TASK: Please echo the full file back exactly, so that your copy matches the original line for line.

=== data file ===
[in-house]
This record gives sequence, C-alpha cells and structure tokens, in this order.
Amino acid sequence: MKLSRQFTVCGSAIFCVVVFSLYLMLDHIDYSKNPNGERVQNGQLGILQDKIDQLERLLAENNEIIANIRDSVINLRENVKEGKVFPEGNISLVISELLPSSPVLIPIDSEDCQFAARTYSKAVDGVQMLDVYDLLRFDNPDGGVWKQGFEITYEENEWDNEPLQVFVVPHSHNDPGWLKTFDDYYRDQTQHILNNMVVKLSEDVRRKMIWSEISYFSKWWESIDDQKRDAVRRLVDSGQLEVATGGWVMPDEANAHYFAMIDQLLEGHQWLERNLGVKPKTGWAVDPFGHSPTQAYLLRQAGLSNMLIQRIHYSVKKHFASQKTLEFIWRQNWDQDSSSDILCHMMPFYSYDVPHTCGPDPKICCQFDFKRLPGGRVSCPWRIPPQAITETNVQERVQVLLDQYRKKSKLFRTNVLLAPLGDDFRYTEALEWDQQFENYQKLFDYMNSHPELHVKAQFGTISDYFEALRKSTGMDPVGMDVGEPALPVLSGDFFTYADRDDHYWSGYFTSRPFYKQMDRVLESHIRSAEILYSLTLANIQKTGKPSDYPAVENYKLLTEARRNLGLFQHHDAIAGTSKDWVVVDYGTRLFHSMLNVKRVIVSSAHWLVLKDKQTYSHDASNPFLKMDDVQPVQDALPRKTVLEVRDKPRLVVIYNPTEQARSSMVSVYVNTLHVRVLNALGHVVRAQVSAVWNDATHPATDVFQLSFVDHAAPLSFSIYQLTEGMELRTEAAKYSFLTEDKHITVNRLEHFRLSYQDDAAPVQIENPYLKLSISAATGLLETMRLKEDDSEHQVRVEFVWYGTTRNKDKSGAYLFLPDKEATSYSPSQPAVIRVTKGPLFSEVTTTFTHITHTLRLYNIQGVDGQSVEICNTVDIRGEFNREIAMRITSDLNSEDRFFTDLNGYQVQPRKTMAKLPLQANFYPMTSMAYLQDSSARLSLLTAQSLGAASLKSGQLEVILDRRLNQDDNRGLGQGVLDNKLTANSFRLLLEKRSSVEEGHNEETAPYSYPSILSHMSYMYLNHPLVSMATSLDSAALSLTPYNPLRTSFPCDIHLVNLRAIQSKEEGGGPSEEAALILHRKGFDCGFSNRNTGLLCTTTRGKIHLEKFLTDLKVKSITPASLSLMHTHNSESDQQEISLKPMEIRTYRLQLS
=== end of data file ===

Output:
[in-house]
This record gives sequence, C-alpha cells and structure tokens, in this order.
Amino acid sequence: MKLSRQFTVCGSAIFCVVVFSLYLMLDHIDYSKNPNGERVQNGQLGILQDKIDQLERLLAENNEIIANIRDSVINLRENVKEGKVFPEGNISLVISELLPSSPVLIPIDSEDCQFAARTYSKAVDGVQMLDVYDLLRFDNPDGGVWKQGFEITYEENEWDNEPLQVFVVPHSHNDPGWLKTFDDYYRDQTQHILNNMVVKLSEDVRRKMIWSEISYFSKWWESIDDQKRDAVRRLVDSGQLEVATGGWVMPDEANAHYFAMIDQLLEGHQWLERNLGVKPKTGWAVDPFGHSPTQAYLLRQAGLSNMLIQRIHYSVKKHFASQKTLEFIWRQNWDQDSSSDILCHMMPFYSYDVPHTCGPDPKICCQFDFKRLPGGRVSCPWRIPPQAITETNVQERVQVLLDQYRKKSKLFRTNVLLAPLGDDFRYTEALEWDQQFENYQKLFDYMNSHPELHVKAQFGTISDYFEALRKSTGMDPVGMDVGEPALPVLSGDFFTYADRDDHYWSGYFTSRPFYKQMDRVLESHIRSAEILYSLTLANIQKTGKPSDYPAVENYKLLTEARRNLGLFQHHDAIAGTSKDWVVVDYGTRLFHSMLNVKRVIVSSAHWLVLKDKQTYSHDASNPFLKMDDVQPVQDALPRKTVLEVRDKPRLVVIYNPTEQARSSMVSVYVNTLHVRVLNALGHVVRAQVSAVWNDATHPATDVFQLSFVDHAAPLSFSIYQLTEGMELRTEAAKYSFLTEDKHITVNRLEHFRLSYQDDAAPVQIENPYLKLSISAATGLLETMRLKEDDSEHQVRVEFVWYGTTRNKDKSGAYLFLPDKEATSYSPSQPAVIRVTKGPLFSEVTTTFTHITHTLRLYNIQGVDGQSVEICNTVDIRGEFNREIAMRITSDLNSEDRFFTDLNGYQVQPRKTMAKLPLQANFYPMTSMAYLQDSSARLSLLTAQSLGAASLKSGQLEVILDRRLNQDDNRGLGQGVLDNKLTANSFRLLLEKRSSVEEGHNEETAPYSYPSILSHMSYMYLNHPLVSMATSLDSAALSLTPYNPLRTSFPCDIHLVNLRAIQSKEEGGGPSEEAALILHRKGFDCGFSNRNTGLLCTTTRGKIHLEKFLTDLKVKSITPASLSLMHTHNSESDQQEISLKPMEIRTYRLQLS